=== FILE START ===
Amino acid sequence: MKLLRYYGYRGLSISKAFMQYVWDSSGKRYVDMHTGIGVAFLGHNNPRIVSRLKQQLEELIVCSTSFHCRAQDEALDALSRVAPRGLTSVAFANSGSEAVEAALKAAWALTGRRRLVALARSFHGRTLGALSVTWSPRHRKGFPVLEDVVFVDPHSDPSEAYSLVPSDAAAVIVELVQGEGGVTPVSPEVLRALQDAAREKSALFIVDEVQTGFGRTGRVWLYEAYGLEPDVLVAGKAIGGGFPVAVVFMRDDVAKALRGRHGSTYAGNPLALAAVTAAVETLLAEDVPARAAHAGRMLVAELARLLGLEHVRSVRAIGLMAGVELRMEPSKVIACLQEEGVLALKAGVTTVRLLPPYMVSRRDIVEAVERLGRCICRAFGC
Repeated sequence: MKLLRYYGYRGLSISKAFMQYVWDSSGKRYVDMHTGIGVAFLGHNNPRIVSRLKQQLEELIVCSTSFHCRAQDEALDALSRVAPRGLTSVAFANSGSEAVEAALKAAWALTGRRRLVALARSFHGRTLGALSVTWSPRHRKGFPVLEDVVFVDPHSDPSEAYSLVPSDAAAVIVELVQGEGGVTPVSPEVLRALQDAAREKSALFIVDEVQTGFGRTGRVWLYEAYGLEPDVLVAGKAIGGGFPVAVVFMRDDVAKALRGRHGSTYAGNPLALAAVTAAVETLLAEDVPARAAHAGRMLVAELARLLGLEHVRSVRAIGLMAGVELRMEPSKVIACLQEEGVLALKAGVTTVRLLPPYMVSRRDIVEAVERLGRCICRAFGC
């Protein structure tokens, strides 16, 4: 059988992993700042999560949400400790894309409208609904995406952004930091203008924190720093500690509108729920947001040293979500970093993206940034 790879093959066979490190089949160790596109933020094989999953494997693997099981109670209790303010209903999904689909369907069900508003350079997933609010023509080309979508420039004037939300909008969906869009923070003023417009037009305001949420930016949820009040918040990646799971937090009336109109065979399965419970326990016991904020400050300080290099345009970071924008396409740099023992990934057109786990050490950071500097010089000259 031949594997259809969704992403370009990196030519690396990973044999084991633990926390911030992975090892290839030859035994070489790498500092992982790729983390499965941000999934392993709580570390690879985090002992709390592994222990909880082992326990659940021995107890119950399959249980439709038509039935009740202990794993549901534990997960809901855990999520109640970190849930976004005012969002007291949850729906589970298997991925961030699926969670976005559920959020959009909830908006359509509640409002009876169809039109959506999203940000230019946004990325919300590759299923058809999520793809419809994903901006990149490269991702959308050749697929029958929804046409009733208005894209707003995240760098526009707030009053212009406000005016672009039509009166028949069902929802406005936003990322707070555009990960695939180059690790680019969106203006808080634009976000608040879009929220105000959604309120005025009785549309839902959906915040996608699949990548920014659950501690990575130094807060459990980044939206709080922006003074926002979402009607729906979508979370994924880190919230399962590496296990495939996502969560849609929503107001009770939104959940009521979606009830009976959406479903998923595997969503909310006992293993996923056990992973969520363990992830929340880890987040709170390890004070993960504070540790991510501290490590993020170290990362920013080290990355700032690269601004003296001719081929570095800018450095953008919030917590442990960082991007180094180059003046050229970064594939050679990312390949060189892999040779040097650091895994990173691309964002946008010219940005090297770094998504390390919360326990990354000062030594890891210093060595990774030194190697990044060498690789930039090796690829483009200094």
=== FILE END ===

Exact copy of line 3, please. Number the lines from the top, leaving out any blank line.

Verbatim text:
């Protein structure tokens, strides 16, 4: 059988992993700042999560949400400790894309409208609904995406952004930091203008924190720093500690509108729920947001040293979500970093993206940034 790879093959066979490190089949160790596109933020094989999953494997693997099981109670209790303010209903999904689909369907069900508003350079997933609010023509080309979508420039004037939300909008969906869009923070003023417009037009305001949420930016949820009040918040990646799971937090009336109109065979399965419970326990016991904020400050300080290099345009970071924008396409740099023992990934057109786990050490950071500097010089000259 031949594997259809969704992403370009990196030519690396990973044999084991633990926390911030992975090892290839030859035994070489790498500092992982790729983390499965941000999934392993709580570390690879985090002992709390592994222990909880082992326990659940021995107890119950399959249980439709038509039935009740202990794993549901534990997960809901855990999520109640970190849930976004005012969002007291949850729906589970298997991925961030699926969670976005559920959020959009909830908006359509509640409002009876169809039109959506999203940000230019946004990325919300590759299923058809999520793809419809994903901006990149490269991702959308050749697929029958929804046409009733208005894209707003995240760098526009707030009053212009406000005016672009039509009166028949069902929802406005936003990322707070555009990960695939180059690790680019969106203006808080634009976000608040879009929220105000959604309120005025009785549309839902959906915040996608699949990548920014659950501690990575130094807060459990980044939206709080922006003074926002979402009607729906979508979370994924880190919230399962590496296990495939996502969560849609929503107001009770939104959940009521979606009830009976959406479903998923595997969503909310006992293993996923056990992973969520363990992830929340880890987040709170390890004070993960504070540790991510501290490590993020170290990362920013080290990355700032690269601004003296001719081929570095800018450095953008919030917590442990960082991007180094180059003046050229970064594939050679990312390949060189892999040779040097650091895994990173691309964002946008010219940005090297770094998504390390919360326990990354000062030594890891210093060595990774030194190697990044060498690789930039090796690829483009200094």